Using the same gaming software behind the highly successful first-person 'shoot-em-up' games that have long gripped the computer games market, SwanQuake will provide the viewer with a virtual environment in which they'll be able to influence and interact with moving performers.

The crucial difference, however, will be that there'll be no goal to the 'game'. 'The drama and tension are still there,' Ruth explains. 'But the tension comes from seeing how things change as you move closer to them.'

Interacting with the audience
Bringing together digital interactivity and visual art, Ruth and Bruno have earned a string of accolades for their computer-based artworks including receiving a BAFTA Interactive Arts nomination in 2002 for their CdRom WindowsNinetyEight.

'Winterspace' their three - screened installation still continues to tour globally. In that piece, projection screens showed patterns of snowfall subtly changing in response to the movements of everyone walking around the installation. Inviting the audience to interact with the scenery had an immediately powerful effect.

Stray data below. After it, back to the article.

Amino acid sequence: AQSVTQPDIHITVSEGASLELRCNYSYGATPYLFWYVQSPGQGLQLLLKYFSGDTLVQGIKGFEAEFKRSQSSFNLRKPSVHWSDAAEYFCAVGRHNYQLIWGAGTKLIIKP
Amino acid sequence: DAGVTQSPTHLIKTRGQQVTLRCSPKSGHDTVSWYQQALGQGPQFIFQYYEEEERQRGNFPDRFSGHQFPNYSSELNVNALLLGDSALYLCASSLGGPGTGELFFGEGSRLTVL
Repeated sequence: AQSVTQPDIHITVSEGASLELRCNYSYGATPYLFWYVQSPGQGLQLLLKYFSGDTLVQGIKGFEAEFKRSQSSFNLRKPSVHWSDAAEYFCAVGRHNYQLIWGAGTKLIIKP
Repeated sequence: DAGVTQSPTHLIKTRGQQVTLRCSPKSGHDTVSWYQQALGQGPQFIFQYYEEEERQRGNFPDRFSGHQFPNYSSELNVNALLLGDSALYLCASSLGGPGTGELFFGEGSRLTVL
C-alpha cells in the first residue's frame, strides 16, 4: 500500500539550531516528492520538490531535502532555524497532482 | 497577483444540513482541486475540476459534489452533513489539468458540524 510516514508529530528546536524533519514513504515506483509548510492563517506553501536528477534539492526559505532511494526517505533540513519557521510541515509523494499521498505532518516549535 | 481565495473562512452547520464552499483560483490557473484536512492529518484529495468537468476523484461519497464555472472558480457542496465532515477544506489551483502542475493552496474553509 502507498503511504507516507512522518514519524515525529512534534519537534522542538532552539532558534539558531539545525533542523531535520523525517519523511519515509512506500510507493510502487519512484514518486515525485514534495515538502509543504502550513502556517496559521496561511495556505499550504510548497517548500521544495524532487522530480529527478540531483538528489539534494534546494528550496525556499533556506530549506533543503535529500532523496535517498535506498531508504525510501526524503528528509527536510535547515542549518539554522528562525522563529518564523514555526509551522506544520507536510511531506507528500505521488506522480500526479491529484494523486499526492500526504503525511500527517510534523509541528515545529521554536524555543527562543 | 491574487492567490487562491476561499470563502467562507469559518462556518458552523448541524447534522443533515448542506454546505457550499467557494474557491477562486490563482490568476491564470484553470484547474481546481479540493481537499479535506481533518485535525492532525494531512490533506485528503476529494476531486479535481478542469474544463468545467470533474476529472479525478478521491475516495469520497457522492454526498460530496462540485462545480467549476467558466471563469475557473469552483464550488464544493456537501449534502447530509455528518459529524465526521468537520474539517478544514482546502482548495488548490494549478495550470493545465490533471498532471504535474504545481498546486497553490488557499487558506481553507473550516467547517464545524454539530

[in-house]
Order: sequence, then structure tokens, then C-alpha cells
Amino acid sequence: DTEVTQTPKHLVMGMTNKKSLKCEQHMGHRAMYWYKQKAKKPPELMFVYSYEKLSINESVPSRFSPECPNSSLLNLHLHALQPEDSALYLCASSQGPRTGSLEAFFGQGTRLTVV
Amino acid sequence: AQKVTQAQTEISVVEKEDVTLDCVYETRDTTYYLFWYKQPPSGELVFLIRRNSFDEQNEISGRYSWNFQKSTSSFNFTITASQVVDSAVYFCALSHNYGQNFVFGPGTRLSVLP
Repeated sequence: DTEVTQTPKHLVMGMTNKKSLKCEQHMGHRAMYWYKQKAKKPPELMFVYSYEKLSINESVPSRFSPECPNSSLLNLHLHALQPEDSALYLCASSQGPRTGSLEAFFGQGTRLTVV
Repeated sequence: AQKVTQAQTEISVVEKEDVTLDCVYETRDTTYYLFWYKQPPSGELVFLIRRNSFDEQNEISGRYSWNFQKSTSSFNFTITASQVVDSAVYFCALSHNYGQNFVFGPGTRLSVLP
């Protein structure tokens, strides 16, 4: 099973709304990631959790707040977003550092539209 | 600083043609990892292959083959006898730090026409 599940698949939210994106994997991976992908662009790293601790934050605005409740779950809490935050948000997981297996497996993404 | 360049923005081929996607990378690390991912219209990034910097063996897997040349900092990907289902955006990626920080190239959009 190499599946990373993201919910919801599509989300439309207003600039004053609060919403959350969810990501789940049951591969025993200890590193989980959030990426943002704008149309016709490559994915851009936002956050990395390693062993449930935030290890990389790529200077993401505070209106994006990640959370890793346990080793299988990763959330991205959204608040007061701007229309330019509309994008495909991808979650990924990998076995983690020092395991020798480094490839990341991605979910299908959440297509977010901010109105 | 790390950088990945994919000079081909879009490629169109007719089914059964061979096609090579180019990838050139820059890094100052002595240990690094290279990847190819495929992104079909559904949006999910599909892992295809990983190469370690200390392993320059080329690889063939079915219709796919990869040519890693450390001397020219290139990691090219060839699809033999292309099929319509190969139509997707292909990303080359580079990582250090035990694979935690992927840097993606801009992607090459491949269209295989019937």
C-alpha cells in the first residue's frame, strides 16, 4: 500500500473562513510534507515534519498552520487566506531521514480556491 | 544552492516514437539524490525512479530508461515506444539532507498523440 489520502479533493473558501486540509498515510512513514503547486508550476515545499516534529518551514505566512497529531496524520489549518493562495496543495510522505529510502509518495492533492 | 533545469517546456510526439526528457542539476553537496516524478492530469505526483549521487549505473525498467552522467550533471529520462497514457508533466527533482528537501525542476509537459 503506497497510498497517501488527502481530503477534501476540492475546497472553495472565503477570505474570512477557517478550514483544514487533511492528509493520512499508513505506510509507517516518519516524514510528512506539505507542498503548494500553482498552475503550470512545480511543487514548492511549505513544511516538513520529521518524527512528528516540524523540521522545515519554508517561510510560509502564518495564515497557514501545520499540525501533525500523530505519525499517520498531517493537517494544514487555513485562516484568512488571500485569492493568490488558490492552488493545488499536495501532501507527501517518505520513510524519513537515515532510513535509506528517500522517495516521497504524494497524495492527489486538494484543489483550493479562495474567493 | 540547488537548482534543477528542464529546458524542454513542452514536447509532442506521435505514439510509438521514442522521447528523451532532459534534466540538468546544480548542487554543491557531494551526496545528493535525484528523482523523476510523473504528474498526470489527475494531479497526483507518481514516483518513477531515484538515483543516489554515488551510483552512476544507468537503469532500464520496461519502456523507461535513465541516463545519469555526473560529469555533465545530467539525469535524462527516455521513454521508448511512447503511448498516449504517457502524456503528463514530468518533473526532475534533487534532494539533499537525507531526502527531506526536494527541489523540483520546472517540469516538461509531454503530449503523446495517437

'A group of autistic children barged into the place and almost charged through the screen,' Ruth recalls. 'Then everyone else understood how the installation worked.'

It's this kind of response which drives Ruth and Bruno to do what they do. Bruno has even used similar technology to design a sensory environment for special needs children at the James Cook University Hospital in Middlesborough, where encouraging the children to interact is as therapeutic as it is entertaining.

Breaking out of the virtual world